Daniel Harrison's Personal Blog

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Brisbane YOW Talk October November 3, 2011

Filed under: business,development,Uncategorized — danielharrison @ 3:17 am

I went to the latest Brisbane YOW talk in October which had a focus on cloud computing and analytics.

First was Readify and MYOB to .Net Cloud. ¬†This was interesting as I haven’t come accross the .net cloud in practice due to it being late on the scene comparatively and most projects that I’ve come accross for distributed computing tending not to be .net. I’ve tended to favour an environment where there’s more control ala ec2 and java\scala\c based solutions even over app engine. It seems like a competent solution and to have adopted common standard practices; sql hosting or a big table like data store, worker and worker queues etc. It’s been a few years since I’ve shipped products in .net but it gave me confidence if I was stuck without any alternative the same patterns and practices I’ve been using could be brought accross pretty easily.

One point of interest was that of single tenant vs multi tenant data hosting. My experience is multitennant is much much harder architecturally, particularly doing things like managing upgrade and concurrent version support. While being the holy grail for the potential efficiencies, it seems to have lost the impetus that it once had as the shining light on the hill. The pattern that I seem to be seeing is that multi-tennancy is losing to virtualised single tenancy stacks. Due to the speed and cost effectiveness of being able to spin up on demand instances, ease of backup and tools like chef and puppet that make provisioning much easier, it seems like a pattern of single tenancy is becomming the default. My theory is that it’s become _so_ cheap to run virtualised stacks in a public cloud provider, that the cost of architecting and development of multtennant solutions isn’t cost efficient for most classes of problems.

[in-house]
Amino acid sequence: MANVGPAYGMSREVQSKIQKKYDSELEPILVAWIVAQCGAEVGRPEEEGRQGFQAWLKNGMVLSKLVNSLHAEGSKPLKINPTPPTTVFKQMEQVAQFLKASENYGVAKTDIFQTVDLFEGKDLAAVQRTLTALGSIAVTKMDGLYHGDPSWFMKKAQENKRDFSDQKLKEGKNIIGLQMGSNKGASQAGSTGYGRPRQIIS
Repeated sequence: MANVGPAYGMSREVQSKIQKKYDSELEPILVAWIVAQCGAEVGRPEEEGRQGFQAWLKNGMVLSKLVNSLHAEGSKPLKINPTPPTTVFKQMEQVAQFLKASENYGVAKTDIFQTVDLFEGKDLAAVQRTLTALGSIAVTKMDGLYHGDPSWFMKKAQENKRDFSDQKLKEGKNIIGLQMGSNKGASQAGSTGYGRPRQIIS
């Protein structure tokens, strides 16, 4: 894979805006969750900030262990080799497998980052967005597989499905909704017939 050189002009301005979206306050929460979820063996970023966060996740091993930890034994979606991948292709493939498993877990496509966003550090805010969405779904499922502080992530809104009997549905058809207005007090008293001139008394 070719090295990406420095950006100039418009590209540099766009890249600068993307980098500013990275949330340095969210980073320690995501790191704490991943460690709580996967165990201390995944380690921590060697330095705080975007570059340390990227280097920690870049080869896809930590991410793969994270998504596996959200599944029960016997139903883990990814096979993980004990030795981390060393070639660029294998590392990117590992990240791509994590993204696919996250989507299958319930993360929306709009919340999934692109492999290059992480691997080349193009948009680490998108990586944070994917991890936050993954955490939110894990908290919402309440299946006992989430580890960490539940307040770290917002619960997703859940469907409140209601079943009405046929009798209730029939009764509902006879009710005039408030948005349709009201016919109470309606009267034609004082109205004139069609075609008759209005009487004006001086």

One thing I don’t think we got a really clear answer on was legal implications on the cloud and offshore hosting. From my understanding even if encrypted, for various requirements like PCI-DSS and others it makes it almost impossible to use an offshore cloud for data persistence. In Aus this rules out most public cloud providers but I strongly suspect most companies are rolling this out at a dev level and not really concerning themselves with the legal implications. I was really hoping that we get an amazon cloud here but it seems like singapore will be the local hub for the generic cloud providers. Just given the sheer size of the govt market I can see a few providers lured onshore but with expensive fibre until the NBN really gets cranking it doesn’t seem like it would be very cost effective for them.